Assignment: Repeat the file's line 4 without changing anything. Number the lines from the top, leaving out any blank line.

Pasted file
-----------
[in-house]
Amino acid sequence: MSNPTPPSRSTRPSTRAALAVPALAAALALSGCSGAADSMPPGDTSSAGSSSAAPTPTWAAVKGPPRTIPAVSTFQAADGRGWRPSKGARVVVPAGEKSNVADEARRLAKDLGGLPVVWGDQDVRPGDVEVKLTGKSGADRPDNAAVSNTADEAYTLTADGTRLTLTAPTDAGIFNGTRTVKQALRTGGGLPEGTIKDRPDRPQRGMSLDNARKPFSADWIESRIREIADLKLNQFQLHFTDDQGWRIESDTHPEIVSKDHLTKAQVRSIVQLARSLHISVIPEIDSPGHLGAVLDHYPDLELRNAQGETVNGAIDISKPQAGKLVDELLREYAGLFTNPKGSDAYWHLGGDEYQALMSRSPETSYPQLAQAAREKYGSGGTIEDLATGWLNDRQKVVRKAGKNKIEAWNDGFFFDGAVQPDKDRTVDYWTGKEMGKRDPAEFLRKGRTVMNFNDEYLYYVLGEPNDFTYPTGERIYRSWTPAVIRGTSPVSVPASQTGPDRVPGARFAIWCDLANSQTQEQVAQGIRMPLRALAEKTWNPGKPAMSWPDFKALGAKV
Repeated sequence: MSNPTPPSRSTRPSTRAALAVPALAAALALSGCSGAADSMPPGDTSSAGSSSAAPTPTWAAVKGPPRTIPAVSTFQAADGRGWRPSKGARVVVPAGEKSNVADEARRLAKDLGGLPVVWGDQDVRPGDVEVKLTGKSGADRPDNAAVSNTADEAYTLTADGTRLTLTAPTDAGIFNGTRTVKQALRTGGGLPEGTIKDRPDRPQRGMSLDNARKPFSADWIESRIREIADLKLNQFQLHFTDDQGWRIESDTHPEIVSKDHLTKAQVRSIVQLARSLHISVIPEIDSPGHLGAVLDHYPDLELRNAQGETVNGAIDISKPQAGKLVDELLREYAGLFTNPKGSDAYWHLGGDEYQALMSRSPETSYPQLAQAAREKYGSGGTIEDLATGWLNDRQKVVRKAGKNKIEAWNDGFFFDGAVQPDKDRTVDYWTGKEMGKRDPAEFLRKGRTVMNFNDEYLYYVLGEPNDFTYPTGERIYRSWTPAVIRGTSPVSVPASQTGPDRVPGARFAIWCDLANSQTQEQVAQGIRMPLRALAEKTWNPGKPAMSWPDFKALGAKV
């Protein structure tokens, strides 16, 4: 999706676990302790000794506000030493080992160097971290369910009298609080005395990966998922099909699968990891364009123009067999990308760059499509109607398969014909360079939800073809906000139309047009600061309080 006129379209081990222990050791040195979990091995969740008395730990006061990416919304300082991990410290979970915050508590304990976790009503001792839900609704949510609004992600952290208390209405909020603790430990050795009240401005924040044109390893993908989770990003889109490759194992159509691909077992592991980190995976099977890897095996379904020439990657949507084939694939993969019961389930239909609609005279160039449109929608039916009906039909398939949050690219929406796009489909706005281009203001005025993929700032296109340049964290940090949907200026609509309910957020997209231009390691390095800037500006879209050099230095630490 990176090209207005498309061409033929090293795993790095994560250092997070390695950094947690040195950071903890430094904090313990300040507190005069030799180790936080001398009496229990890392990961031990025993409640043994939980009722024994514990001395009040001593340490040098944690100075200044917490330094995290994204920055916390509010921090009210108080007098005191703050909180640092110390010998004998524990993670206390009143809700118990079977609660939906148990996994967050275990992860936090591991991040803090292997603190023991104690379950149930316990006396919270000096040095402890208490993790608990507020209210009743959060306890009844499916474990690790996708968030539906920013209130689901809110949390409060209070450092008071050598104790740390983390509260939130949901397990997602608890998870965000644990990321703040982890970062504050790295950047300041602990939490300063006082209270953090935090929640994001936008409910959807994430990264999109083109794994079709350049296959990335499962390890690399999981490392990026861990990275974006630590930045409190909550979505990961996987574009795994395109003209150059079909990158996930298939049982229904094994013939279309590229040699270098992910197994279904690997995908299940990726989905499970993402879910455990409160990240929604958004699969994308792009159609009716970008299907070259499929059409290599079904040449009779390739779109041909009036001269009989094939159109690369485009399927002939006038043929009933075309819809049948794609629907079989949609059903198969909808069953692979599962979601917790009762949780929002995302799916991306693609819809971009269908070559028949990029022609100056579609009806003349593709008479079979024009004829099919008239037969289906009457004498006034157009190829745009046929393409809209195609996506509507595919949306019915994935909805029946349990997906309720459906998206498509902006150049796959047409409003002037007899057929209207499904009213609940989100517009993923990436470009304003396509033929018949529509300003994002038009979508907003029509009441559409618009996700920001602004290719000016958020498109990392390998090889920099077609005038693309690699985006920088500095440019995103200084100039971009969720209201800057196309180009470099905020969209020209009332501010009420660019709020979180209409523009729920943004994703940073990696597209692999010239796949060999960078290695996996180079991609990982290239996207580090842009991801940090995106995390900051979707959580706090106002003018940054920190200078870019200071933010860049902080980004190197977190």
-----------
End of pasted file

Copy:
């Protein structure tokens, strides 16, 4: 999706676990302790000794506000030493080992160097971290369910009298609080005395990966998922099909699968990891364009123009067999990308760059499509109607398969014909360079939800073809906000139309047009600061309080 006129379209081990222990050791040195979990091995969740008395730990006061990416919304300082991990410290979970915050508590304990976790009503001792839900609704949510609004992600952290208390209405909020603790430990050795009240401005924040044109390893993908989770990003889109490759194992159509691909077992592991980190995976099977890897095996379904020439990657949507084939694939993969019961389930239909609609005279160039449109929608039916009906039909398939949050690219929406796009489909706005281009203001005025993929700032296109340049964290940090949907200026609509309910957020997209231009390691390095800037500006879209050099230095630490 990176090209207005498309061409033929090293795993790095994560250092997070390695950094947690040195950071903890430094904090313990300040507190005069030799180790936080001398009496229990890392990961031990025993409640043994939980009722024994514990001395009040001593340490040098944690100075200044917490330094995290994204920055916390509010921090009210108080007098005191703050909180640092110390010998004998524990993670206390009143809700118990079977609660939906148990996994967050275990992860936090591991991040803090292997603190023991104690379950149930316990006396919270000096040095402890208490993790608990507020209210009743959060306890009844499916474990690790996708968030539906920013209130689901809110949390409060209070450092008071050598104790740390983390509260939130949901397990997602608890998870965000644990990321703040982890970062504050790295950047300041602990939490300063006082209270953090935090929640994001936008409910959807994430990264999109083109794994079709350049296959990335499962390890690399999981490392990026861990990275974006630590930045409190909550979505990961996987574009795994395109003209150059079909990158996930298939049982229904094994013939279309590229040699270098992910197994279904690997995908299940990726989905499970993402879910455990409160990240929604958004699969994308792009159609009716970008299907070259499929059409290599079904040449009779390739779109041909009036001269009989094939159109690369485009399927002939006038043929009933075309819809049948794609629907079989949609059903198969909808069953692979599962979601917790009762949780929002995302799916991306693609819809971009269908070559028949990029022609100056579609009806003349593709008479079979024009004829099919008239037969289906009457004498006034157009190829745009046929393409809209195609996506509507595919949306019915994935909805029946349990997906309720459906998206498509902006150049796959047409409003002037007899057929209207499904009213609940989100517009993923990436470009304003396509033929018949529509300003994002038009979508907003029509009441559409618009996700920001602004290719000016958020498109990392390998090889920099077609005038693309690699985006920088500095440019995103200084100039971009969720209201800057196309180009470099905020969209020209009332501010009420660019709020979180209409523009729920943004994703940073990696597209692999010239796949060999960078290695996996180079991609990982290239996207580090842009991801940090995106995390900051979707959580706090106002003018940054920190200078870019200071933010860049902080980004190197977190």